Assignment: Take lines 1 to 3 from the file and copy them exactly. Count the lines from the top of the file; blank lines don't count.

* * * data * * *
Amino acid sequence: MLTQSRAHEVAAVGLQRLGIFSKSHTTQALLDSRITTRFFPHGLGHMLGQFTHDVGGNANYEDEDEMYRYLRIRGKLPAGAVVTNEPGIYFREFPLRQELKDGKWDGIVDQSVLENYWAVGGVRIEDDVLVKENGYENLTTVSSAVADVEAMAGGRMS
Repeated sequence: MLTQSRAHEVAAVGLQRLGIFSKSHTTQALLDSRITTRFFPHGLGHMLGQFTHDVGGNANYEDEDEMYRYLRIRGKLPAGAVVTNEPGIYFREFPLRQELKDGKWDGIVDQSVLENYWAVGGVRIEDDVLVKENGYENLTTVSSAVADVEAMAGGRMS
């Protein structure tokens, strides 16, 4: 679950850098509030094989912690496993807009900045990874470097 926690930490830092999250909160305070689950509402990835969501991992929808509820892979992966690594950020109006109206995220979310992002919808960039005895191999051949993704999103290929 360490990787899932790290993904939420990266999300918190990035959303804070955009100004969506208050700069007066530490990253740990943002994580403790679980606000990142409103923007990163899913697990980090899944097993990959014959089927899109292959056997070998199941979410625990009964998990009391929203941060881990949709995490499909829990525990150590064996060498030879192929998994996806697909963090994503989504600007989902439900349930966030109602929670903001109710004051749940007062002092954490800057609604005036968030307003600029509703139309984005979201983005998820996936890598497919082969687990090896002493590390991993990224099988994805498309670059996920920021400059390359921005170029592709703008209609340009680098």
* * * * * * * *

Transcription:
Amino acid sequence: MLTQSRAHEVAAVGLQRLGIFSKSHTTQALLDSRITTRFFPHGLGHMLGQFTHDVGGNANYEDEDEMYRYLRIRGKLPAGAVVTNEPGIYFREFPLRQELKDGKWDGIVDQSVLENYWAVGGVRIEDDVLVKENGYENLTTVSSAVADVEAMAGGRMS
Repeated sequence: MLTQSRAHEVAAVGLQRLGIFSKSHTTQALLDSRITTRFFPHGLGHMLGQFTHDVGGNANYEDEDEMYRYLRIRGKLPAGAVVTNEPGIYFREFPLRQELKDGKWDGIVDQSVLENYWAVGGVRIEDDVLVKENGYENLTTVSSAVADVEAMAGGRMS
């Protein structure tokens, strides 16, 4: 679950850098509030094989912690496993807009900045990874470097 926690930490830092999250909160305070689950509402990835969501991992929808509820892979992966690594950020109006109206995220979310992002919808960039005895191999051949993704999103290929 360490990787899932790290993904939420990266999300918190990035959303804070955009100004969506208050700069007066530490990253740990943002994580403790679980606000990142409103923007990163899913697990980090899944097993990959014959089927899109292959056997070998199941979410625990009964998990009391929203941060881990949709995490499909829990525990150590064996060498030879192929998994996806697909963090994503989504600007989902439900349930966030109602929670903001109710004051749940007062002092954490800057609604005036968030307003600029509703139309984005979201983005998820996936890598497919082969687990090896002493590390991993990224099988994805498309670059996920920021400059390359921005170029592709703008209609340009680098």